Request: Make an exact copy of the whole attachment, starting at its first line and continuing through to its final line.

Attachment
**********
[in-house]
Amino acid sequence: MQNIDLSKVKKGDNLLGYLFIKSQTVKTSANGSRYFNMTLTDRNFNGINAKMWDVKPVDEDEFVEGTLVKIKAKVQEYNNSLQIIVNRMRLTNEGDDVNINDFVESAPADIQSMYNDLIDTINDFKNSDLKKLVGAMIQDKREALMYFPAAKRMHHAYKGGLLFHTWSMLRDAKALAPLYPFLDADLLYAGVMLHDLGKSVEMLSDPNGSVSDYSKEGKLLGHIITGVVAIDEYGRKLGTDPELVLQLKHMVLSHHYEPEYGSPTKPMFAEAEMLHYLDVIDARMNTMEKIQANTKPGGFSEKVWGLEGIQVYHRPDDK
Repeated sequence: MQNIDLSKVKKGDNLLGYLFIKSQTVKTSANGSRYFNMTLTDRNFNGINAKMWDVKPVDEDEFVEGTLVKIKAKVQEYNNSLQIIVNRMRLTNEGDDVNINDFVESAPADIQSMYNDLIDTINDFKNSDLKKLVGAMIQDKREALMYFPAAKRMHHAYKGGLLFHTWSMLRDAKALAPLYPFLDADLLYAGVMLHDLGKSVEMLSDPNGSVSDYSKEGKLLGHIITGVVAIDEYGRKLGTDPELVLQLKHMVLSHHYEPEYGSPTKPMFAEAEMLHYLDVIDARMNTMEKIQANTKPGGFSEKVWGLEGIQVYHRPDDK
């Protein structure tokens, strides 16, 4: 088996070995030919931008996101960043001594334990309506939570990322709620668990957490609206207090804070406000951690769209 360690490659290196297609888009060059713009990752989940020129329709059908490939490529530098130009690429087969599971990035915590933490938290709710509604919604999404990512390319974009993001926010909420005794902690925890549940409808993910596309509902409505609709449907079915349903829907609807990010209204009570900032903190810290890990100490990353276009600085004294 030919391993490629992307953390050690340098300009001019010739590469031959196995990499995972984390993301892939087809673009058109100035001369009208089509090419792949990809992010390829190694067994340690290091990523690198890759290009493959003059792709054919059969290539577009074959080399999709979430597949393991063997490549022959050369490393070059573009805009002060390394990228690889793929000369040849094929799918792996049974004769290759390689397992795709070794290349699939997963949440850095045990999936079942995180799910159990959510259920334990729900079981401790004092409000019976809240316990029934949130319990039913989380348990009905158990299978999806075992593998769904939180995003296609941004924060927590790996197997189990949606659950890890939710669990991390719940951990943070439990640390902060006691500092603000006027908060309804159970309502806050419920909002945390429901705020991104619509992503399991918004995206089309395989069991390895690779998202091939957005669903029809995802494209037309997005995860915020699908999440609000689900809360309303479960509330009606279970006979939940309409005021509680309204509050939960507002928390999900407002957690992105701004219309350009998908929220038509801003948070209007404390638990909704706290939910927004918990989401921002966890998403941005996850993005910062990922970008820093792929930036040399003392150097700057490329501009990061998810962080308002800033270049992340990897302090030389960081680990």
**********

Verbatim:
[in-house]
Amino acid sequence: MQNIDLSKVKKGDNLLGYLFIKSQTVKTSANGSRYFNMTLTDRNFNGINAKMWDVKPVDEDEFVEGTLVKIKAKVQEYNNSLQIIVNRMRLTNEGDDVNINDFVESAPADIQSMYNDLIDTINDFKNSDLKKLVGAMIQDKREALMYFPAAKRMHHAYKGGLLFHTWSMLRDAKALAPLYPFLDADLLYAGVMLHDLGKSVEMLSDPNGSVSDYSKEGKLLGHIITGVVAIDEYGRKLGTDPELVLQLKHMVLSHHYEPEYGSPTKPMFAEAEMLHYLDVIDARMNTMEKIQANTKPGGFSEKVWGLEGIQVYHRPDDK
Repeated sequence: MQNIDLSKVKKGDNLLGYLFIKSQTVKTSANGSRYFNMTLTDRNFNGINAKMWDVKPVDEDEFVEGTLVKIKAKVQEYNNSLQIIVNRMRLTNEGDDVNINDFVESAPADIQSMYNDLIDTINDFKNSDLKKLVGAMIQDKREALMYFPAAKRMHHAYKGGLLFHTWSMLRDAKALAPLYPFLDADLLYAGVMLHDLGKSVEMLSDPNGSVSDYSKEGKLLGHIITGVVAIDEYGRKLGTDPELVLQLKHMVLSHHYEPEYGSPTKPMFAEAEMLHYLDVIDARMNTMEKIQANTKPGGFSEKVWGLEGIQVYHRPDDK
């Protein structure tokens, strides 16, 4: 088996070995030919931008996101960043001594334990309506939570990322709620668990957490609206207090804070406000951690769209 360690490659290196297609888009060059713009990752989940020129329709059908490939490529530098130009690429087969599971990035915590933490938290709710509604919604999404990512390319974009993001926010909420005794902690925890549940409808993910596309509902409505609709449907079915349903829907609807990010209204009570900032903190810290890990100490990353276009600085004294 030919391993490629992307953390050690340098300009001019010739590469031959196995990499995972984390993301892939087809673009058109100035001369009208089509090419792949990809992010390829190694067994340690290091990523690198890759290009493959003059792709054919059969290539577009074959080399999709979430597949393991063997490549022959050369490393070059573009805009002060390394990228690889793929000369040849094929799918792996049974004769290759390689397992795709070794290349699939997963949440850095045990999936079942995180799910159990959510259920334990729900079981401790004092409000019976809240316990029934949130319990039913989380348990009905158990299978999806075992593998769904939180995003296609941004924060927590790996197997189990949606659950890890939710669990991390719940951990943070439990640390902060006691500092603000006027908060309804159970309502806050419920909002945390429901705020991104619509992503399991918004995206089309395989069991390895690779998202091939957005669903029809995802494209037309997005995860915020699908999440609000689900809360309303479960509330009606279970006979939940309409005021509680309204509050939960507002928390999900407002957690992105701004219309350009998908929220038509801003948070209007404390638990909704706290939910927004918990989401921002966890998403941005996850993005910062990922970008820093792929930036040399003392150097700057490329501009990061998810962080308002800033270049992340990897302090030389960081680990």